Author: Gao Qizhi 1//Phipps Kellyr R 2
Integrative Body Works, Inc., 550 N Hillside, Wichita, KS 67214, USA. [1], Center for Sports Medicine, 2212 E. Central, Wichita, KS 67214 [2]
Conference/Journal: 3rd World Conf Acad Exch Med Qigong
Date published: 1996
Other: Pages: 144 , Special Notes: Some tables are only in Chinese abstracts. , Word Count: 330

One of the most elusive principles of Qigong is quantifying Qi as a vital force. Scientific methods are just beginning to define its nature objectively supporting what has been experienced very profoundly on a more personal, subjective level. From the broadest viewpoint, everything is a form of energy. Body energy has an anatomy and physiology uniquely its own separate from the physical body. Despite the basic difference of air and food in terms of vibratory function and complexity, there is a homeostatic relationship between them in which one acts as a back-up system for the other.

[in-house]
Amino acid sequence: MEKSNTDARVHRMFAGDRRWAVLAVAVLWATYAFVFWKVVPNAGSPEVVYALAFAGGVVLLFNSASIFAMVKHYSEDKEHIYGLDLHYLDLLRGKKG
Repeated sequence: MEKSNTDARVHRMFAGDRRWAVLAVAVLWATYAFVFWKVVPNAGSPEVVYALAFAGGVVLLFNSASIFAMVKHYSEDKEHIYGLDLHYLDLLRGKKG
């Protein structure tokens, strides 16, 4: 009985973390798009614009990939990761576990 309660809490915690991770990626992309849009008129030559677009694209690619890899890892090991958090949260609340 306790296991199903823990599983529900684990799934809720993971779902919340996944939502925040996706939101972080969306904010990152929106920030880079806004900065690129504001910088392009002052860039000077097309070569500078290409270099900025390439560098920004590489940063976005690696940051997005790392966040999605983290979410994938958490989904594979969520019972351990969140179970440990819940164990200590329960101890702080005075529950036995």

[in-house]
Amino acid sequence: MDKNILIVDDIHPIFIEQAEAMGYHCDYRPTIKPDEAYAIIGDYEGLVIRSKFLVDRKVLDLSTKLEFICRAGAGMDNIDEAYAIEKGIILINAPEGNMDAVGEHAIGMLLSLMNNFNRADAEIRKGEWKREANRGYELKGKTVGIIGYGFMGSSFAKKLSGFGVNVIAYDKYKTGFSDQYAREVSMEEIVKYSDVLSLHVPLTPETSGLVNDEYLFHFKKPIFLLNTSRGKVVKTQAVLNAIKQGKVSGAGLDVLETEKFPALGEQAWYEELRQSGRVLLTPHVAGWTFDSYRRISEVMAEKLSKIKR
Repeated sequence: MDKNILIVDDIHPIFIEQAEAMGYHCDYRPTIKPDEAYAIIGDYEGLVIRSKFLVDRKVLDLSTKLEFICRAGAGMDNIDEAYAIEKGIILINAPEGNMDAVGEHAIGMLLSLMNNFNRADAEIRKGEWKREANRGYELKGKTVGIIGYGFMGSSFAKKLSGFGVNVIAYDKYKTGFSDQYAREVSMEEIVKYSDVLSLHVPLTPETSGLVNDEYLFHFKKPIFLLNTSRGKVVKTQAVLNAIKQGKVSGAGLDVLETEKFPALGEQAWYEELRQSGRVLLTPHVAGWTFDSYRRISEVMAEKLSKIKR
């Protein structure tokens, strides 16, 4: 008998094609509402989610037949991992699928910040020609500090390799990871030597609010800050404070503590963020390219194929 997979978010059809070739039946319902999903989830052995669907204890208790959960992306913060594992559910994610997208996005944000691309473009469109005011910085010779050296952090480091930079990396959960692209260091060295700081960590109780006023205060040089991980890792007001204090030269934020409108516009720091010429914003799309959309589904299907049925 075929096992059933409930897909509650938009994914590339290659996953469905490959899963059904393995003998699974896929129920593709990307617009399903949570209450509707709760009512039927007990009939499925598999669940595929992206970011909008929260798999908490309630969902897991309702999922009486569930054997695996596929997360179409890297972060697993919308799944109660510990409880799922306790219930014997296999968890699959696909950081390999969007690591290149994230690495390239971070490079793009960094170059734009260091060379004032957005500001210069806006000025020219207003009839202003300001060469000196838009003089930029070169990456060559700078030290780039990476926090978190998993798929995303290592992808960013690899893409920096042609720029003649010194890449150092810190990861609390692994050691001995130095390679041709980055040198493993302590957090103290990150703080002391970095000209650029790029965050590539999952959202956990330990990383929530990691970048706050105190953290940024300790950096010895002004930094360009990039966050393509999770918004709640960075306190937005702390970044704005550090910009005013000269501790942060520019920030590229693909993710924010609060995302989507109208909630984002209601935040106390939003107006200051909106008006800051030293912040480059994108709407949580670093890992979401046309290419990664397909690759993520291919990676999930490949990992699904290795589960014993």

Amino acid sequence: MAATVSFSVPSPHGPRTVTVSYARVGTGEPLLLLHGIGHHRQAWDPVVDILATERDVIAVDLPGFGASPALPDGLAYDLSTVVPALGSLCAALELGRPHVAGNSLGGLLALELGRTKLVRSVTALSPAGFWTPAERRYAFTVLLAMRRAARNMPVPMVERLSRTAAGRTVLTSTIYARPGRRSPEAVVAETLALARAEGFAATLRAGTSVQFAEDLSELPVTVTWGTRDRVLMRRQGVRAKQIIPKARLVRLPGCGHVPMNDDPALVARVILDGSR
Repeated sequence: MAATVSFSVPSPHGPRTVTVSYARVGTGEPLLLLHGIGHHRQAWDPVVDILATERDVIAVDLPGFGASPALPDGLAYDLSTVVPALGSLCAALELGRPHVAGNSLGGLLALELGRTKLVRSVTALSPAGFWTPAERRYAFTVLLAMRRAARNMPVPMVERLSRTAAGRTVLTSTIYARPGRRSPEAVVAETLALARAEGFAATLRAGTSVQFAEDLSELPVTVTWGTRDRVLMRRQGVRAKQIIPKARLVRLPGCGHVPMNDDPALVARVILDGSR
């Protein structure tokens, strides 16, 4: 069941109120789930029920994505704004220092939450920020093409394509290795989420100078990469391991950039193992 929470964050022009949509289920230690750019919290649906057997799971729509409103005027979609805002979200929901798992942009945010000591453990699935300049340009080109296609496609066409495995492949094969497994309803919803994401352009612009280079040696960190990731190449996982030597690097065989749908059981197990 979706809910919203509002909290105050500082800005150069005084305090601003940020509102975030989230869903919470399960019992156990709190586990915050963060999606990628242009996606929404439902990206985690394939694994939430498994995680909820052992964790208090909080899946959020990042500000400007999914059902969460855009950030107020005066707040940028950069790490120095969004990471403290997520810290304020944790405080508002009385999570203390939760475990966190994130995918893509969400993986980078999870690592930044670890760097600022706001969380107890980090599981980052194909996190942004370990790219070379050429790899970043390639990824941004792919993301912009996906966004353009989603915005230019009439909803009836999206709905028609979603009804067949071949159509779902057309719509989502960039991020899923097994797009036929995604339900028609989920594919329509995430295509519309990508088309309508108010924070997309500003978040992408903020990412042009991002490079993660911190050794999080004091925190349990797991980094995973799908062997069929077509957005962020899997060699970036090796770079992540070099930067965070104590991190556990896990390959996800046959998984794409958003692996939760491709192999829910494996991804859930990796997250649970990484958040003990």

Based on these principles, twelve subjects, two males and ten females, mean age was thirty-seven years with a range of twenty-four to fifty-six years, participated in a fourteen day program for weight loss. Subjects were initially taught three different Qigong exercises; one to control appetite, one to increase energy level and one that would both reduce the level of hunger and increase overall energy level. These exercises facilitated the body switching its primary nutrient source from food to Qi. Each subject was encouraged to eat and drink only what the body required.
At the conclusion of the two week study, there was a significant mean weight loss of 11.2 pounds (5.06 Kg)(p<0.001); mean weight loss per day was 0.9 pounds (0.41 Kg). Energy levels gradually increased over the two week period with a concomitant reduction of hunger. Food consumption was rated on a six point scale with a six representing three complete meals. Mean food consumption was rated under two for all days except Day 3 and Day 11. All subjects returned to normal eating habits within three days of terminating the exercise.
There was a significant increase in energy levels post exercise for nine of the 13 days (6.7%). Hunger levels were significantly reduced ten of thirteen days (77%). Blood pressure did not significantly change between pre and post measures.
Qigong was proven to be an effective means of weight loss in a safe, controlled manner, with minimal side effects.